Learning to Teach — Aaron Mannes

I never really thought I wanted to teach. I wanted to do brilliant research, write important things and be famous. As I drift (tumble) into middle-age, I have done some research and written some things. It is safe to say that I have not set the world on fire and am unlikely to do so. I’ve had a few modest brushes with fame, it is fun, but it also isn’t going to happen. (Unless a video of me hurting myself in an embarrassing way goes viral.)

Unrealistic goals, and frankly shallow ones — note I didn’t say anything about the substance of my research: what burning questions I hoped to answer for the good of humanity. It is more important to do good, although this too can be challenging in our world. At least I haven’t done much harm.

As I’ve been coming to terms with these realities (and reading Arthur Brooks) I started to think that maybe I would like to teach. Retirement is not so distant, if that’s what I want (if my work is satisfying, of course I’ll keep at it.) Maybe, when freed of the burdens of full-time employment teaching a course or two a semester would be fun.

Then, out of the sky, my doctoral alma mater, the University of Maryland School of Public Policy invited me to teach the course I took with my PhD advisor (the legendary Mac Destler) — American Foreign Policy Making Process. This was the topic of my dissertation and, in an extremely modest way, I’ve had the opportunity to be a part of this process over the past several years.

My wife thinks I lead a charmed life where good things just fall into my lap. I agree — I get to be married to her!

So, about a decade early, I started teaching and I’ll share my mastery of the craft based on my 1.75 semesters of teaching experience.

It’s Fun

I really like it. I’m trying to run a seminar over Zoom, which can be awkward. So much communication is lost, getting the class to engage with one another and not just me is tough. These are graduate students, so they are generally prepared and engaged. But still, there are awkward silences and the class actually asked me to lecture more.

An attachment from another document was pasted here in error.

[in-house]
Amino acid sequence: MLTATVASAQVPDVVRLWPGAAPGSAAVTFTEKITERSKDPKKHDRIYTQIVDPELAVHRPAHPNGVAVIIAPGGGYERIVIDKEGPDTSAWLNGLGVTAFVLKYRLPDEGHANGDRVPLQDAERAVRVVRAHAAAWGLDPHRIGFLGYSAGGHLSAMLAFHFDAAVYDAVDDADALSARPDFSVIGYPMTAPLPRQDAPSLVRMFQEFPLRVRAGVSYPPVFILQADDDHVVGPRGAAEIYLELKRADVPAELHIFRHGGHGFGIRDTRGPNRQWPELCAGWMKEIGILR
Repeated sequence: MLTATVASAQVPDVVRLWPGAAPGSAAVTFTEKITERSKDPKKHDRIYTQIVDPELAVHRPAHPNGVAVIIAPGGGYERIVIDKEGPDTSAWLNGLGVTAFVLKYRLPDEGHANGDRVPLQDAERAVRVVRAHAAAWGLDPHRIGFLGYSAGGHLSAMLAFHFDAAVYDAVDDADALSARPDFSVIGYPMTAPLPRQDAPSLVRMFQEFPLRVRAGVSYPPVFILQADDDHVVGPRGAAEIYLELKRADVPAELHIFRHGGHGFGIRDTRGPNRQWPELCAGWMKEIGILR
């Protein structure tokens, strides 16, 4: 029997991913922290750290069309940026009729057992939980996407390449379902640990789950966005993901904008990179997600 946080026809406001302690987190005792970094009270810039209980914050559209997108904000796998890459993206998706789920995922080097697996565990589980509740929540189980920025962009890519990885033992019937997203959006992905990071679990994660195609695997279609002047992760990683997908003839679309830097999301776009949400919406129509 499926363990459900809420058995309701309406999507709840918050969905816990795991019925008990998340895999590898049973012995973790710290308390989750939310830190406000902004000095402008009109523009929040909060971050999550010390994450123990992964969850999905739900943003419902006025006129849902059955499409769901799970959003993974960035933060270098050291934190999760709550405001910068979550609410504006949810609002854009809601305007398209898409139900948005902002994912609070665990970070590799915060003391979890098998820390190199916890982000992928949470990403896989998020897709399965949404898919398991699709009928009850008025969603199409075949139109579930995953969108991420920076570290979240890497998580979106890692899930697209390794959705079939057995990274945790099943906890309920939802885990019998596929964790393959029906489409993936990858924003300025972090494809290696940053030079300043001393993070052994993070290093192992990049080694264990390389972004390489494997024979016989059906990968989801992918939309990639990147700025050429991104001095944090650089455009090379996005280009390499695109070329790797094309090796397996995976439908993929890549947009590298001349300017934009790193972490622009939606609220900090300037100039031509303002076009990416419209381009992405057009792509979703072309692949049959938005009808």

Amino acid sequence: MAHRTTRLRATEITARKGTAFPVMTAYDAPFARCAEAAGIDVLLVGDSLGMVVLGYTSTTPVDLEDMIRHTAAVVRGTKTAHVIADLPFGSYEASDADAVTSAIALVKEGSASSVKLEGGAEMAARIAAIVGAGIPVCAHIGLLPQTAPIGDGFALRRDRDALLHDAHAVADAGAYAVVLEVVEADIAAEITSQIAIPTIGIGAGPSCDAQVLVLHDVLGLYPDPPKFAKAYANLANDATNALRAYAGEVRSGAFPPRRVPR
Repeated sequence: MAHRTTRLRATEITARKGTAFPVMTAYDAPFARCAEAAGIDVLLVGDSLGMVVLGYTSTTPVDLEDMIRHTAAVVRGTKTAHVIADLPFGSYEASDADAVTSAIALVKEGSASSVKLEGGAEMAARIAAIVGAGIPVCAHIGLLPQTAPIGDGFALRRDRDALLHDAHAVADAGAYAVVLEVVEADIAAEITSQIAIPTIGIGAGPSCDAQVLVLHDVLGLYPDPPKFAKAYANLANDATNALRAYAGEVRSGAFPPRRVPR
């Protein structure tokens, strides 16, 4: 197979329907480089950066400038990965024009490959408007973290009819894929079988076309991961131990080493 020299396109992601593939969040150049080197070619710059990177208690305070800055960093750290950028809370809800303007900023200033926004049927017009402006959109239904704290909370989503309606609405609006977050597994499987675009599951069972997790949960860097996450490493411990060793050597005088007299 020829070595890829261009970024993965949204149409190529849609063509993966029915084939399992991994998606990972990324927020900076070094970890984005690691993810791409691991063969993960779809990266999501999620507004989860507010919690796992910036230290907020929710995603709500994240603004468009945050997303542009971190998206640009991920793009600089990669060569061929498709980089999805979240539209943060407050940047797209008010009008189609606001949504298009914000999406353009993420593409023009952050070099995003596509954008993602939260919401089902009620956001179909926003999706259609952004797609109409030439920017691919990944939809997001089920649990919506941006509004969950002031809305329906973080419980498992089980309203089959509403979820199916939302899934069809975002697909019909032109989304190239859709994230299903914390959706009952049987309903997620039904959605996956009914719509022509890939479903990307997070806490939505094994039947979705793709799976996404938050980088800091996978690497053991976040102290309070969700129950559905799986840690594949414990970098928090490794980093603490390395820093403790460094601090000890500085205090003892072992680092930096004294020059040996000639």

My whole life people have been telling me to stop talking — and now they want me to talk more?

None of this sounds promising, so what is it that I like? Shaping young minds? Maybe, a little.

I’m watching the many professors I follow on social media complain about teaching via Zoom and I think, I like it so much now, I can’t wait to get into a classroom and do it in person. Then I can see if they’re really laughing at my jokes or find my impromptu mini-lectures and riffs interesting.

I’m an extrovert and all of this engagement charges me up, in a previous life I took a stab at being a performer and this has a similar feel. (This semester my class is 7–930pm and it is really messing with my sleep since I’m really fired up when it’s done.) I like that I have this interesting event — a show — to put on every week. In an evaluation, one of my students wrote: The professor’s enthusiasm for the topic is infectious.

I love that energy. When I riff, I get new ideas and then the students bounce it around with me and new stuff comes up. I’ve already co-authored a paper with a student who gave me an idea!

The Topic

American Foreign Policy Process is an interesting class to teach, because it is very wide-ranging. At the most formal level, I am teaching the students about the decision-making models and formal institutions. That’s important, but it’s also a history class. It provides an overview of the major events in U.S. foreign policy over the past 60 years. Most of my students were born in the late 1990s, Bill Clinton is practically ancient history — to say nothing of seminal events like the Cuban Missile Crisis. In some ways, it is almost a literature class, thinking about people and how they wrestle with impossible decisions and conflict.